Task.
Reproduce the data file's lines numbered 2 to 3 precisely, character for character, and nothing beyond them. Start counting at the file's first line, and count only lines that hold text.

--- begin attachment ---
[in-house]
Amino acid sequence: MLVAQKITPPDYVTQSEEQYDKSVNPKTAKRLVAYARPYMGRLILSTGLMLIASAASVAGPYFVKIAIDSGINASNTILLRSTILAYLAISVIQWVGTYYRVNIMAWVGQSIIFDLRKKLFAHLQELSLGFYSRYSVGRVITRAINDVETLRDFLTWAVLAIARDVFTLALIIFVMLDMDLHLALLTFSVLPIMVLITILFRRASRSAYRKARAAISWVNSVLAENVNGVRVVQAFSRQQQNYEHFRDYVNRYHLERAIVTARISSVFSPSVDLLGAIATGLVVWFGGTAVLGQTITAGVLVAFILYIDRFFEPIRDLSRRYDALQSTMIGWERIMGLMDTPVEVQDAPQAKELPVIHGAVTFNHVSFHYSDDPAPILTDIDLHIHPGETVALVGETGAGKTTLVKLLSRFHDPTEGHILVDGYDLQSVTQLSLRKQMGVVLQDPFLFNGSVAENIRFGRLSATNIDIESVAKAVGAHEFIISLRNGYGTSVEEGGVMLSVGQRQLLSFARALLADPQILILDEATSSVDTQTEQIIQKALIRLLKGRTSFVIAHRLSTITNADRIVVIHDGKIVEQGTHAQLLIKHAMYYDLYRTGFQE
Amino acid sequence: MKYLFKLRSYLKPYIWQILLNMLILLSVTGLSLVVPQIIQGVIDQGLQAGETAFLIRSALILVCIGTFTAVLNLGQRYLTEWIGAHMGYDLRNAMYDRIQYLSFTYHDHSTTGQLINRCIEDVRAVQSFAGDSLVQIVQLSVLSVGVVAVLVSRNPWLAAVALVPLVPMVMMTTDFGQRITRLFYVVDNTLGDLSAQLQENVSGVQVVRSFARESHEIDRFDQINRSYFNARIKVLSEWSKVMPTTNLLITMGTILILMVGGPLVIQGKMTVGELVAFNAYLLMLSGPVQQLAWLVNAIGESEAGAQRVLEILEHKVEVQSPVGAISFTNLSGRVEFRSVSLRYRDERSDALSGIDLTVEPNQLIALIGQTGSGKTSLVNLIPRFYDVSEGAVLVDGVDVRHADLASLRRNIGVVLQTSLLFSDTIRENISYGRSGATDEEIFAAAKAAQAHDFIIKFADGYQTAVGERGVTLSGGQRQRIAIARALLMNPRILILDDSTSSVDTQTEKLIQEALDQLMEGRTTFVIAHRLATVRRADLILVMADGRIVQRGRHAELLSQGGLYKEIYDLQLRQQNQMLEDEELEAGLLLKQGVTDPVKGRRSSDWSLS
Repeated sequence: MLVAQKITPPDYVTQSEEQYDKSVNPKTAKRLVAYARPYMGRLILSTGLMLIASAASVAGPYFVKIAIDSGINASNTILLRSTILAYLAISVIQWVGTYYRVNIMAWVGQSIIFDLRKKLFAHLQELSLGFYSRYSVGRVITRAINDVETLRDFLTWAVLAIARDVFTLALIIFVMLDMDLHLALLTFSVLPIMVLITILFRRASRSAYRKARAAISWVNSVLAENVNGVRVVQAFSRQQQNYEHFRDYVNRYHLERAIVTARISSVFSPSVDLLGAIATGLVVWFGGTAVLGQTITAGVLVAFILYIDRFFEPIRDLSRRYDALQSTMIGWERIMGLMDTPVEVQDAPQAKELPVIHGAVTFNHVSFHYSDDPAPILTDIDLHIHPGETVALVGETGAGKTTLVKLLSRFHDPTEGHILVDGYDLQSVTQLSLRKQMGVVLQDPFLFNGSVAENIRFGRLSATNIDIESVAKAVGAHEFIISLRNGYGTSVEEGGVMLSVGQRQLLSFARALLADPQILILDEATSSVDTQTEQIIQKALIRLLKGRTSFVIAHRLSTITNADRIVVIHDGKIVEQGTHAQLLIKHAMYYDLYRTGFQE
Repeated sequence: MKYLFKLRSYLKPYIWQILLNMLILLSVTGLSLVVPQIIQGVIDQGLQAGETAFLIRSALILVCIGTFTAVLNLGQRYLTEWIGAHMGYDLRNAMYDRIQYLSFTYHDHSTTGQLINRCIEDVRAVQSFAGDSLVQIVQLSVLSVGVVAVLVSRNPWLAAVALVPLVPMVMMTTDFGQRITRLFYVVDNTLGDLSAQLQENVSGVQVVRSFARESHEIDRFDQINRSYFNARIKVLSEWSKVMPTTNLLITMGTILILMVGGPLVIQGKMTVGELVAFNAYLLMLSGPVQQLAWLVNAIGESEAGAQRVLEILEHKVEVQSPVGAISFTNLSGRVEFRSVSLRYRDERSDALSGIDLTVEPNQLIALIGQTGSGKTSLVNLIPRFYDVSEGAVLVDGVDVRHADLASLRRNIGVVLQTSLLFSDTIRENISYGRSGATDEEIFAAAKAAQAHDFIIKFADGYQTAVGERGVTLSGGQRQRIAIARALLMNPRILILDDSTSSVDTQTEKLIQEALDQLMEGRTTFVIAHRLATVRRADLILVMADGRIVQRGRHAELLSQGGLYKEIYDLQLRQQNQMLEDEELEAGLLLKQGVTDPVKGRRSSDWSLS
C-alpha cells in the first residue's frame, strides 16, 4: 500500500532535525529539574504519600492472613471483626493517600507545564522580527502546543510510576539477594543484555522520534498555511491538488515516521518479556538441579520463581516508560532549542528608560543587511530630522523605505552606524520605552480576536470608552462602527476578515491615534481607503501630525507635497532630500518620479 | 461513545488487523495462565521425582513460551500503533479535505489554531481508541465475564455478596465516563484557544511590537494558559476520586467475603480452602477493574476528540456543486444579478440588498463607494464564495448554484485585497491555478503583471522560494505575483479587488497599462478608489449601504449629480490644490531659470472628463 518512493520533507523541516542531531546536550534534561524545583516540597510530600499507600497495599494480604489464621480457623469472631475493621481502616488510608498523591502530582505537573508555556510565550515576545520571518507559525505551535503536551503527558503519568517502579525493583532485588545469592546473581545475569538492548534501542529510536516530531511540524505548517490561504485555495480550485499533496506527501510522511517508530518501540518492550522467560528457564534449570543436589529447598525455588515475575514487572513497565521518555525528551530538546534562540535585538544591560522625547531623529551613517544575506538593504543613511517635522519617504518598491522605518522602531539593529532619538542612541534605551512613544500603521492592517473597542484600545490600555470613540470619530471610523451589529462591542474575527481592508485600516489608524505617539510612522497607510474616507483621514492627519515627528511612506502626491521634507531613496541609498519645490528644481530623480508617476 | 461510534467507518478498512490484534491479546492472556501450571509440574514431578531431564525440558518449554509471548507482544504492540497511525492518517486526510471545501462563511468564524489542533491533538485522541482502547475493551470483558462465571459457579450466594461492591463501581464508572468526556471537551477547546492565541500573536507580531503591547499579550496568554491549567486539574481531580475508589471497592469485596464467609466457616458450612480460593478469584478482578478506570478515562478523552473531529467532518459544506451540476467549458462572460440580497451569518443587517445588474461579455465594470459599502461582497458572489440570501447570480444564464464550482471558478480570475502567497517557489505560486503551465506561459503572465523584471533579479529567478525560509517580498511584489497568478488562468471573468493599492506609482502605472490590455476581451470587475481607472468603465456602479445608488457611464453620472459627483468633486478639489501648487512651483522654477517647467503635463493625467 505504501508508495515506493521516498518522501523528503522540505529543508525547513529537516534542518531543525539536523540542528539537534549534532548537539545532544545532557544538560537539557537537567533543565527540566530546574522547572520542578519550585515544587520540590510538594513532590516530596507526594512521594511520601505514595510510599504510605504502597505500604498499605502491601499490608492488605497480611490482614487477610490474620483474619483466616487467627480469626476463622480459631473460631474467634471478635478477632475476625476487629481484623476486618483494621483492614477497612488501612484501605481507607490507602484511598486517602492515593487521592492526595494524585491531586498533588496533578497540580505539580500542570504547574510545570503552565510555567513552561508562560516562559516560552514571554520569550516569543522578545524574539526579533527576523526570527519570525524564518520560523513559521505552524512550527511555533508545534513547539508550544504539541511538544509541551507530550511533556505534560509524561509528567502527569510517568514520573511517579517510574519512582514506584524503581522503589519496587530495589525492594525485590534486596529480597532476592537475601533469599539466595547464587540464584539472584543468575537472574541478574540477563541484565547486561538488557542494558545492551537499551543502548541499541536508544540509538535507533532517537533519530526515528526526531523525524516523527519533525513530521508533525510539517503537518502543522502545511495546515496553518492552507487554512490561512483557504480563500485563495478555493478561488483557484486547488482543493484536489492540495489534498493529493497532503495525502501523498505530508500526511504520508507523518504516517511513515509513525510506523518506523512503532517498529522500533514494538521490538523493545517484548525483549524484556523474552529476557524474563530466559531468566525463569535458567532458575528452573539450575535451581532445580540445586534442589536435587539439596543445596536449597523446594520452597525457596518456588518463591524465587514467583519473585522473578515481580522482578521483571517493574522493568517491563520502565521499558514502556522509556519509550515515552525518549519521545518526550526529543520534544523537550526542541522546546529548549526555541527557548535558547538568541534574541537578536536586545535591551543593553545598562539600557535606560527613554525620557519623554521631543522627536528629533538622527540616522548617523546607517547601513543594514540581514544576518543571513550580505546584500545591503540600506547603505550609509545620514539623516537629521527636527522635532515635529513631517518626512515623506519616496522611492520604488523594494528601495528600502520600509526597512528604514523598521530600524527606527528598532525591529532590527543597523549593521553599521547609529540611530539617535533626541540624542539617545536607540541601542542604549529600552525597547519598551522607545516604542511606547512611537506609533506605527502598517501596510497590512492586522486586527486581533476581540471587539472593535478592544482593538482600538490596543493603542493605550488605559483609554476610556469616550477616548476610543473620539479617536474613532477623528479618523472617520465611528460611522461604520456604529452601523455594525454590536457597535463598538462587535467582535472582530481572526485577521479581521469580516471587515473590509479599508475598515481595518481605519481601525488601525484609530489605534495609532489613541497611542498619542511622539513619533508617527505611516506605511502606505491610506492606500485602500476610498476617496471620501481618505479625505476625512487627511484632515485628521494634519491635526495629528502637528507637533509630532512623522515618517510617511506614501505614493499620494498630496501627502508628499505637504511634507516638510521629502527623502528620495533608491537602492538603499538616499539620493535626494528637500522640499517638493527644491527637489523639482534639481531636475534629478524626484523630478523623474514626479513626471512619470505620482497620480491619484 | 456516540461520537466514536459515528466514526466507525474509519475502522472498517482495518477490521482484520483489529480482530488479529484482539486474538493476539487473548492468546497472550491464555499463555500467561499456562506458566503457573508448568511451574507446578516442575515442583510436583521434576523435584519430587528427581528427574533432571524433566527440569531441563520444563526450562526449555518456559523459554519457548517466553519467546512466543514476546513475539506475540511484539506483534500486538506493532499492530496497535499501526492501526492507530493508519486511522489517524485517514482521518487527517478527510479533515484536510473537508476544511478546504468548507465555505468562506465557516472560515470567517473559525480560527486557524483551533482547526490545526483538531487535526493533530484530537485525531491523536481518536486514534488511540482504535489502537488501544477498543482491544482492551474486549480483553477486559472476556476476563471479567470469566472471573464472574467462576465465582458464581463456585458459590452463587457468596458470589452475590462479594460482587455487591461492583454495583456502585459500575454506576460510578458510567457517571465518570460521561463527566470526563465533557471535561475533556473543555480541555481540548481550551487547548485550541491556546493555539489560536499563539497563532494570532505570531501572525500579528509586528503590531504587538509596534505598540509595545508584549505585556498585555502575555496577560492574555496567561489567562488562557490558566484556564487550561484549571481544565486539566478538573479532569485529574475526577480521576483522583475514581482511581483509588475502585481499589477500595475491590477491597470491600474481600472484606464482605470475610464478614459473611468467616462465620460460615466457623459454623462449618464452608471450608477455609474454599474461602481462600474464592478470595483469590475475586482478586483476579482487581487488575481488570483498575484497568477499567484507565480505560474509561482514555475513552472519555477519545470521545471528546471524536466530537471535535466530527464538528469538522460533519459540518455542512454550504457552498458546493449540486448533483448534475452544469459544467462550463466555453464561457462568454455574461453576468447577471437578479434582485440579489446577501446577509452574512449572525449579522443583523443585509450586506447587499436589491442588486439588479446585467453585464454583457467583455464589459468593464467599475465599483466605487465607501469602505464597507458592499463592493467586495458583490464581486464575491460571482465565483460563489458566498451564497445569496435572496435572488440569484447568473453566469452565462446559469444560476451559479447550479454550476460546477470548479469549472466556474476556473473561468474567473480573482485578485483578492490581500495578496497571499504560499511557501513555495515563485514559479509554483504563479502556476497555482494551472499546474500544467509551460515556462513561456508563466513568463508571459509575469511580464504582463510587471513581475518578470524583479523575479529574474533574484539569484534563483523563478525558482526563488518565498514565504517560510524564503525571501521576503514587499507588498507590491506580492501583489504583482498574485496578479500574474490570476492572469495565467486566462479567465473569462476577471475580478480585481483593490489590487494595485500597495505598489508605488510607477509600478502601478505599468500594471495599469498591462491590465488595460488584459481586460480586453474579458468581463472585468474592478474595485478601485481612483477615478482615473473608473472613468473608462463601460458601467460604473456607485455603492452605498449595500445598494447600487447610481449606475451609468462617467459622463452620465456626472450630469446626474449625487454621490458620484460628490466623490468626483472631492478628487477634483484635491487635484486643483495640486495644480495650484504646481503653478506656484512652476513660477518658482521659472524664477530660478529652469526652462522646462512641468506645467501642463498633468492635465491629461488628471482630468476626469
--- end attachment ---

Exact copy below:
Amino acid sequence: MLVAQKITPPDYVTQSEEQYDKSVNPKTAKRLVAYARPYMGRLILSTGLMLIASAASVAGPYFVKIAIDSGINASNTILLRSTILAYLAISVIQWVGTYYRVNIMAWVGQSIIFDLRKKLFAHLQELSLGFYSRYSVGRVITRAINDVETLRDFLTWAVLAIARDVFTLALIIFVMLDMDLHLALLTFSVLPIMVLITILFRRASRSAYRKARAAISWVNSVLAENVNGVRVVQAFSRQQQNYEHFRDYVNRYHLERAIVTARISSVFSPSVDLLGAIATGLVVWFGGTAVLGQTITAGVLVAFILYIDRFFEPIRDLSRRYDALQSTMIGWERIMGLMDTPVEVQDAPQAKELPVIHGAVTFNHVSFHYSDDPAPILTDIDLHIHPGETVALVGETGAGKTTLVKLLSRFHDPTEGHILVDGYDLQSVTQLSLRKQMGVVLQDPFLFNGSVAENIRFGRLSATNIDIESVAKAVGAHEFIISLRNGYGTSVEEGGVMLSVGQRQLLSFARALLADPQILILDEATSSVDTQTEQIIQKALIRLLKGRTSFVIAHRLSTITNADRIVVIHDGKIVEQGTHAQLLIKHAMYYDLYRTGFQE
Amino acid sequence: MKYLFKLRSYLKPYIWQILLNMLILLSVTGLSLVVPQIIQGVIDQGLQAGETAFLIRSALILVCIGTFTAVLNLGQRYLTEWIGAHMGYDLRNAMYDRIQYLSFTYHDHSTTGQLINRCIEDVRAVQSFAGDSLVQIVQLSVLSVGVVAVLVSRNPWLAAVALVPLVPMVMMTTDFGQRITRLFYVVDNTLGDLSAQLQENVSGVQVVRSFARESHEIDRFDQINRSYFNARIKVLSEWSKVMPTTNLLITMGTILILMVGGPLVIQGKMTVGELVAFNAYLLMLSGPVQQLAWLVNAIGESEAGAQRVLEILEHKVEVQSPVGAISFTNLSGRVEFRSVSLRYRDERSDALSGIDLTVEPNQLIALIGQTGSGKTSLVNLIPRFYDVSEGAVLVDGVDVRHADLASLRRNIGVVLQTSLLFSDTIRENISYGRSGATDEEIFAAAKAAQAHDFIIKFADGYQTAVGERGVTLSGGQRQRIAIARALLMNPRILILDDSTSSVDTQTEKLIQEALDQLMEGRTTFVIAHRLATVRRADLILVMADGRIVQRGRHAELLSQGGLYKEIYDLQLRQQNQMLEDEELEAGLLLKQGVTDPVKGRRSSDWSLS